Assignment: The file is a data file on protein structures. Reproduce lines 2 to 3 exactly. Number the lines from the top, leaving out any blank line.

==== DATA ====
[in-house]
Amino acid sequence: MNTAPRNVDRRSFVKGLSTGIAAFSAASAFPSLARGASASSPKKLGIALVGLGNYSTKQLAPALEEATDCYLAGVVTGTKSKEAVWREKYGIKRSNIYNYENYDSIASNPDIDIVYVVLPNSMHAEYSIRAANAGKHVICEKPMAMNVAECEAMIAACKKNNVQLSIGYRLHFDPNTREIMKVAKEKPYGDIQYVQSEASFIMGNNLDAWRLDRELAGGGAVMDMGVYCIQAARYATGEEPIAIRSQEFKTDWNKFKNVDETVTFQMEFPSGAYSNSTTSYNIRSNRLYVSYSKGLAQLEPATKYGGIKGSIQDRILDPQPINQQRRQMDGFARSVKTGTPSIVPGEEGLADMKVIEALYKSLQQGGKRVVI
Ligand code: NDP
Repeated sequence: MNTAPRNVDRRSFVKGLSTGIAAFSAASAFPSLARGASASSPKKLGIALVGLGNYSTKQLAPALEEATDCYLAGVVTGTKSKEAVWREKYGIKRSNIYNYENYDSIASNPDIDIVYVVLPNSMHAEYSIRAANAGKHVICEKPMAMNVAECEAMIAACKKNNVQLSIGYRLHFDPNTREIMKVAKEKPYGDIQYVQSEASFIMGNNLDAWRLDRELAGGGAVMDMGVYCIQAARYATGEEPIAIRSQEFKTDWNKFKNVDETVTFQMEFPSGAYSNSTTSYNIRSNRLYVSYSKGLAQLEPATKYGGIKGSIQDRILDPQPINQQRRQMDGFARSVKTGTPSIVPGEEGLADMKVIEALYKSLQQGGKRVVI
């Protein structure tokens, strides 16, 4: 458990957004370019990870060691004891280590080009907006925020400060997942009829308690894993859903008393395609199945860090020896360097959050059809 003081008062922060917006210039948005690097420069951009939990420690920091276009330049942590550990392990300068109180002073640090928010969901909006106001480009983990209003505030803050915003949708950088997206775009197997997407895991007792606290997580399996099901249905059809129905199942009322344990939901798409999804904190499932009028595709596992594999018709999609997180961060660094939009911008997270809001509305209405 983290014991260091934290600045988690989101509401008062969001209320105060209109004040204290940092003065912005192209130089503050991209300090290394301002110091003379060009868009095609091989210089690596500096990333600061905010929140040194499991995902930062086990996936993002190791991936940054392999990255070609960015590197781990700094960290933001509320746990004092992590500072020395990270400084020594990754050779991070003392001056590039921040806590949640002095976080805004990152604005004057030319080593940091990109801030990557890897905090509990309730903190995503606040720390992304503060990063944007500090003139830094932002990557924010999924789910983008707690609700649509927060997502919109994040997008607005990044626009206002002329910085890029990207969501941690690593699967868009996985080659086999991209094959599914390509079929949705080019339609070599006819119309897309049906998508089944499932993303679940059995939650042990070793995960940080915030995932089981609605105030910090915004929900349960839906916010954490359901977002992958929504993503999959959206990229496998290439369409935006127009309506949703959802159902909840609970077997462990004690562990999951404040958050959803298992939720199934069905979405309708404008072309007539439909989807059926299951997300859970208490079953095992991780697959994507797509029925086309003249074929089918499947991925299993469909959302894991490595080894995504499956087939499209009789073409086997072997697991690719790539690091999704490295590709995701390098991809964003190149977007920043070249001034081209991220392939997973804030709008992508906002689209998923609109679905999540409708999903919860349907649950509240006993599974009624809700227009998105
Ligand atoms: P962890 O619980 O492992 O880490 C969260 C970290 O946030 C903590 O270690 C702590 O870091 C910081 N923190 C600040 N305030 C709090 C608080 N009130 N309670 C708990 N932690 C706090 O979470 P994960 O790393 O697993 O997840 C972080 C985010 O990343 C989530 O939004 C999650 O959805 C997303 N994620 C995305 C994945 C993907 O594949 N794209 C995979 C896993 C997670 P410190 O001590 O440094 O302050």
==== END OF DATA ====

Amino acid sequence: MNTAPRNVDRRSFVKGLSTGIAAFSAASAFPSLARGASASSPKKLGIALVGLGNYSTKQLAPALEEATDCYLAGVVTGTKSKEAVWREKYGIKRSNIYNYENYDSIASNPDIDIVYVVLPNSMHAEYSIRAANAGKHVICEKPMAMNVAECEAMIAACKKNNVQLSIGYRLHFDPNTREIMKVAKEKPYGDIQYVQSEASFIMGNNLDAWRLDRELAGGGAVMDMGVYCIQAARYATGEEPIAIRSQEFKTDWNKFKNVDETVTFQMEFPSGAYSNSTTSYNIRSNRLYVSYSKGLAQLEPATKYGGIKGSIQDRILDPQPINQQRRQMDGFARSVKTGTPSIVPGEEGLADMKVIEALYKSLQQGGKRVVI
Ligand code: NDP